Within the hospital system’s patient portal, people diagnosed as having COVID-19 or presumed positive for the coronavirus are sent a daily questionnaire in which they rate their symptoms.
Those who don’t fill out the questionnaire along with those who report concerning symptoms, such as confusion or difficulty breathing, are contacted by a healthcare worker — a nurse, physician assistant, medical student, or nurse practitioner — who can further assess the patient’s condition and facilitate a call to 911 if necessary.
Geisinger Health System, based in New Jersey and Pennsylvania, similarly launched a coronavirus home monitoring program in May.
Patients diagnosed with COVID-19 are given a package that includes a mask, pulse oximeter (which measures blood oxygen levels), a digital thermometer, and acetaminophen for pain.
While recovering at home, patients are asked to report their symptoms, temperature, and oxygen levels twice a day via Geisinger’s mobile app.
If a patient’s condition worsens, this alerts a nurse, who then calls the patient, evaluates their symptoms, and facilitates an ambulance transport to the emergency department if necessary.
Dr. Benjamin Hohmuth, a hospitalist and the chief medical informatics officer at Geisinger, says by closely monitoring COVID-19 patients on a daily basis, healthcare workers have been able to intervene early if and when someone develops problematic oxygen levels or severe symptoms.
“Anecdotally, we have a had home monitoring patients directed for hospitalization that wound up rapidly needing ventilatory support in the ICU,” said Hohmuth.
For months, scientists have known very little about the novel coronavirus sweeping the world.
“Patients just get told you have this potentially fatal infection, you have to stay away from everybody else in your house, but you’re probably going to be OK. That’s just a recipe for anxiety,” Linder said.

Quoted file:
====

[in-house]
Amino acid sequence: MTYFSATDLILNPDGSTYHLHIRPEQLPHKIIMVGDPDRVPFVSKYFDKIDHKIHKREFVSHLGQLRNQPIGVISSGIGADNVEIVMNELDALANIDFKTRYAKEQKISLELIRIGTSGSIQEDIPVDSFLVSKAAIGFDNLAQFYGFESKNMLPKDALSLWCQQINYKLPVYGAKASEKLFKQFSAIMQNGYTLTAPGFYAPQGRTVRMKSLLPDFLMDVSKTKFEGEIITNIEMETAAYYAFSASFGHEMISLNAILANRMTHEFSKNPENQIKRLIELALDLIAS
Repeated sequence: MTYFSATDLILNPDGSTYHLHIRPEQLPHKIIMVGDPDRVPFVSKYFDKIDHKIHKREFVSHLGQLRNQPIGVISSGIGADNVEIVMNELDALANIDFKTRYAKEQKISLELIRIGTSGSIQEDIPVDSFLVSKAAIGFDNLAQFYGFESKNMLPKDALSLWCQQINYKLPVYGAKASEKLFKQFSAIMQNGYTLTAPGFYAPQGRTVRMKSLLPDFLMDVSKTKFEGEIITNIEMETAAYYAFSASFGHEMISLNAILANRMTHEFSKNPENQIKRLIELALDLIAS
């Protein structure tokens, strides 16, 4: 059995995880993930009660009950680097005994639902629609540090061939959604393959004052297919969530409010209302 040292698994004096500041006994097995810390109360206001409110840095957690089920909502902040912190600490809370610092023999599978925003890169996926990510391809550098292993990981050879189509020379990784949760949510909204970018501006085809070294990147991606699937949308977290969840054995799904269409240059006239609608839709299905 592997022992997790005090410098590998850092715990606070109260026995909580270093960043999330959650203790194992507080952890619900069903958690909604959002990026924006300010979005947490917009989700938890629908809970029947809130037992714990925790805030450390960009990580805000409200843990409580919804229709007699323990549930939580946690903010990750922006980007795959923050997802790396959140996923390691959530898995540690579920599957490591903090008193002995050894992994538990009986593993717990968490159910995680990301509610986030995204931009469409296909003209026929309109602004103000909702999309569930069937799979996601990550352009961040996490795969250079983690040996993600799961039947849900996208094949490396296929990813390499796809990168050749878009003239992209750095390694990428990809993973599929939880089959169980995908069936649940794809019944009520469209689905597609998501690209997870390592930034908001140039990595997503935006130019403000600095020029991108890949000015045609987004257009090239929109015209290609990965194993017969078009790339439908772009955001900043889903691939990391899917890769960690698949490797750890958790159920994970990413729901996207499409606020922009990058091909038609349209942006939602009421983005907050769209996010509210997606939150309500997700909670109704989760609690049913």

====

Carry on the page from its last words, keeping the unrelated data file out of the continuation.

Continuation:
With the home monitoring tools, nurses and medical workers have been able to address patients’ anxiety about the illness and provide them with information, reassurance, and social support.
“Anxiety is a significant burden for patients with a COVID diagnosis, and home monitoring whether telephonic or digital definitely helps mitigate some of the emotional impact,” Hohmuth said.
Most importantly, it’s helped identify COVID-19 patients experiencing a sudden, severe decline and get them to the emergency department quickly before it’s too late.
“Would they have come to the [emergecy department] on their own?” Hohmuth said. “Hopefully.”
A few hospitals have launched home monitoring programs in which healthcare workers check in with COVID-19 patients on a daily basis to track how their infection is progressing.
A new report from Northwestern Medicine shows that in addition to helping patients feel less frightened about their illness, home monitoring has helped catch a number of patients whose symptoms have rapidly declined and required immediate transport to the emergency room.